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Investor seeks Cytonn liquidation over Sh14m debt

DANDE

Cytonn Investments CEO Edwin Dande. FILE PHOTO | NMG

Summary

  • A businessman says Cytonn is unable to settle its obligations upon maturity of funds in one of its pools.

A businessman has moved to court seeking liquidation of investment firm Cytonn over failure to pay Sh14 million upon maturity of funds in one of its pools. 

George Kirigi Thogo, in an insolvency petition filed at the High Court in Nairobi, says the property developer is indebted to him for a sum of Sh14,264,538 being the principal amount and interest. The money is still earning interest.

Mr Thogo says that between October 18, 2019 and February 7, 2020, he topped up his investment, also known as Further Investment Agreement, having previously invested in one of the company's funds -- the Cytonn High Yield Solutions (CHYS) Scheme.

Mr Thogo says he invested Sh12,994,883 in three tranches of Sh7 million with a maturity date of October 26, this year and a return rate of 19 per cent, Sh4 million set to mature on April 27, 2020 with a return rate of 16.5 percent and Sh1,994,883 to mature on August 10, 2020 with a return rate of 16.5 per cent. 

However, on April 1 this year, Cytonn sent him a statement indicating that it had adjusted the maturity dates of all his investments, noting that it had “powers to unilaterally amend the terms of the agreement”.

On June 3,  Cytonn further told Mr Thogo that it had postponed its obligations (to pay the securities and interests) because the real estate market where it had invested the money was facing challenges, which had made it impossible to refund Mr Thogo's money.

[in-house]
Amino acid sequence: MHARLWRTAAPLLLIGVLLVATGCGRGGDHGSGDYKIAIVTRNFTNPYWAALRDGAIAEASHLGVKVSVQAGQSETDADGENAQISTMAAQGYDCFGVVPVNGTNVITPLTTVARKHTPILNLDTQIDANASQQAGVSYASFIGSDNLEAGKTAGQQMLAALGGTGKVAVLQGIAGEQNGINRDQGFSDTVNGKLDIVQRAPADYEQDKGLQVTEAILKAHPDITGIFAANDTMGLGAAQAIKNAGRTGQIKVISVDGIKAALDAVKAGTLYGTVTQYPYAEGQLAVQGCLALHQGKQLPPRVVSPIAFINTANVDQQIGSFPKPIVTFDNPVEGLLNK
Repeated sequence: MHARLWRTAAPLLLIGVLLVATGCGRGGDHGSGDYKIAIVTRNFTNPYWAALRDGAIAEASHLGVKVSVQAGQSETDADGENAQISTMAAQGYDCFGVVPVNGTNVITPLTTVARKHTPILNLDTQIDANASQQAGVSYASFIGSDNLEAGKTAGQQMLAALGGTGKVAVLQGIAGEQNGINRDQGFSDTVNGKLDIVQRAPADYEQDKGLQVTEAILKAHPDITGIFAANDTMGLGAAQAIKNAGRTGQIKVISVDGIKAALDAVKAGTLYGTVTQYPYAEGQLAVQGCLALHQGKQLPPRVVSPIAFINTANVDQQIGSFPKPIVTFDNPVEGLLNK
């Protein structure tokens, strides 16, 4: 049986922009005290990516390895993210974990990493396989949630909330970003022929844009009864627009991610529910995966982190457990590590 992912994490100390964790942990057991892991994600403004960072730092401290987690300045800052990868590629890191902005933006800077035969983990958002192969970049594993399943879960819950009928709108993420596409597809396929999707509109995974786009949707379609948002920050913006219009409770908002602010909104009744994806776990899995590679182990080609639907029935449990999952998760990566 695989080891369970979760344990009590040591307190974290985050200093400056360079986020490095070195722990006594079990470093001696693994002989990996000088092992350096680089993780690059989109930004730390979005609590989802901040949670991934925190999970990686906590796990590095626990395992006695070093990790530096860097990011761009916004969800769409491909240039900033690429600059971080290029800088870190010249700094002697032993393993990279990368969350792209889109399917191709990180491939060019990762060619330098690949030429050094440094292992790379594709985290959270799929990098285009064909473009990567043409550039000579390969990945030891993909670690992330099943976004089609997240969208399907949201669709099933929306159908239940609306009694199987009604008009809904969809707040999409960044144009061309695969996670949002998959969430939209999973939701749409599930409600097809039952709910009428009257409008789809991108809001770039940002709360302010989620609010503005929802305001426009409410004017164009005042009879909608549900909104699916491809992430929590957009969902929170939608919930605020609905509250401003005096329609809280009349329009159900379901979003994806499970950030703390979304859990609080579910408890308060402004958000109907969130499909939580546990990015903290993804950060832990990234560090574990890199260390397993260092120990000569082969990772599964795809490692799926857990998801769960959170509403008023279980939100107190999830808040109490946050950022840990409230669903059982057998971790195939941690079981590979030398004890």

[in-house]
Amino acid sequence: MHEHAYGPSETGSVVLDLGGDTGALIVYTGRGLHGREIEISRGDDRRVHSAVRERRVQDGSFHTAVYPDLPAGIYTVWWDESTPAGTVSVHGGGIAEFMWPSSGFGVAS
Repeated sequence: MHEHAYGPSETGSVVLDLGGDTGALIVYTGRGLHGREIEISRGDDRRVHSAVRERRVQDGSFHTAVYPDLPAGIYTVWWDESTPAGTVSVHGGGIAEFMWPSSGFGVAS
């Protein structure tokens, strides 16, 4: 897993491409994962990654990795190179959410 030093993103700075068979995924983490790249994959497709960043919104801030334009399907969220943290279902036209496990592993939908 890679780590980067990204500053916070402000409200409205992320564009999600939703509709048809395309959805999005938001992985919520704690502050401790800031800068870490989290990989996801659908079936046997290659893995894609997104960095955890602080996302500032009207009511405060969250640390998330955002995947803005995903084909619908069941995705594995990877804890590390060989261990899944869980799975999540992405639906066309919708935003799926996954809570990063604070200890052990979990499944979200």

“Although the company had indicated that it was willing to hold discussions and resolve the matter amicably, no proposals have been forthcoming,” Mr Thogo says in his petition filed through Kiarie Kariuki & Githii Advocates.

He adds attempts to settle the matter with various representatives of the company, whom he had reached on phone, did not bear any fruit. 

“In these circumstances, there is a statutory presumption that the company is unable to pay its debt and is therefore consequently liable to be wound up,” says Mr Thogo. 

He wants the company, incorporated on September 12, 2014, to be wound up by the court under the provisions of the Companies Act and an official receiver be appointed as a provisional liquidator.

Mr Thogo also wants the outstanding amount, together with interest and the cost of the insolvency petition granted to him and paid out of Cytonn’s assets.

The petition indicates that nominal share capital of the company is Sh15 million divided into 40,000,000 Class A shares of Sh0.10 each and 110 million Class B shares of Sh0.10 each.

In September, the Capital Markets Authority had raised concerns that one of the funds -- Cytonn High Yield Solutions -- and debt security raised from investors dubbed Cytonn Project Notes posed risks to the investing public after investors filed complaints against it for failure to pay Sh122.8 million upon maturity of funds.